The Cholamandal Artists village named after the ancient Chola kings who were great patrons of Art is acclaimed as among the successful and surviving art communes in the world. In 1965, the Madras Movement of Art crystallized around the legendary KCS Paniker who along with likeminded Artists set up their residences and studios in a rural setting on the sandy beaches of the Bay of Bengal.
In the beginning there was an Artists Gallery in a modest structure of thatch. With international acclaim and growing stature the Artists wanted to exhibit their signature works in a permanent Museum. An important criterion was to design the structure without affecting the trees, and the sculptures in the landscape. The first design wrapped the volute shaped structures around them.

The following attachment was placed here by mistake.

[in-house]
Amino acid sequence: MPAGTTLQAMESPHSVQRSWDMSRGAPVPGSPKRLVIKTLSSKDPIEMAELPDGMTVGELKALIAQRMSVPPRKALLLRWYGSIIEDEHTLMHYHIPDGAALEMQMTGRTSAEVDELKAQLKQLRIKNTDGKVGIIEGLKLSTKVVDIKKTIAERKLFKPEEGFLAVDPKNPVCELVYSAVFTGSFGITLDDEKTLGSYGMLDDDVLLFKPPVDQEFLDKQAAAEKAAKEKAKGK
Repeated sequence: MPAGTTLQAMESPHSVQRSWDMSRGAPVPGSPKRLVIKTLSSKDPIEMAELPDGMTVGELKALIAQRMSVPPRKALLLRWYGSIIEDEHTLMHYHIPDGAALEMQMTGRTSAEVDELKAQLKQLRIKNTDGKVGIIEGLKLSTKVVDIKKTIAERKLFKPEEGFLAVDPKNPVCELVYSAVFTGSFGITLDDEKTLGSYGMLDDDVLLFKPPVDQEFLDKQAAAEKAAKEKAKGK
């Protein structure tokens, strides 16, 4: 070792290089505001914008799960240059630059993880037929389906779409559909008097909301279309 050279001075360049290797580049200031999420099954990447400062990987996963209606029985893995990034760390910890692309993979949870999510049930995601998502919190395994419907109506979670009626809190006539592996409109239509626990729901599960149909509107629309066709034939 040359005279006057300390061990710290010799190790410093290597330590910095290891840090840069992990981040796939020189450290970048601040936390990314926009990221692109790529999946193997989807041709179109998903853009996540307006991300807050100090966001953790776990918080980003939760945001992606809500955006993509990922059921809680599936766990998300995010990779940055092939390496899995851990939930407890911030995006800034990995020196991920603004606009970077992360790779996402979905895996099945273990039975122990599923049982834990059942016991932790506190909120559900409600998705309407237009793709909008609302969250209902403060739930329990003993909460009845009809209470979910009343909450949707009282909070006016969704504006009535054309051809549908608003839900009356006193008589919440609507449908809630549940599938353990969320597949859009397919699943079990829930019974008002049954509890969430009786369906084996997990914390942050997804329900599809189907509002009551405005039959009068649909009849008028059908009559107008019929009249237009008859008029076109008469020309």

The team opted for a more contemporary structure in tune with the skills of the local masons and craftsmen. The display areas were maximized in rectilinear shaped galleries with natural daylight and high ceilings. The galleries opened to the gigantic trees and the sculptures blended into the landscape.
The building was treated with exposed brickwork and concrete. No additional plaster or painting was envisaged.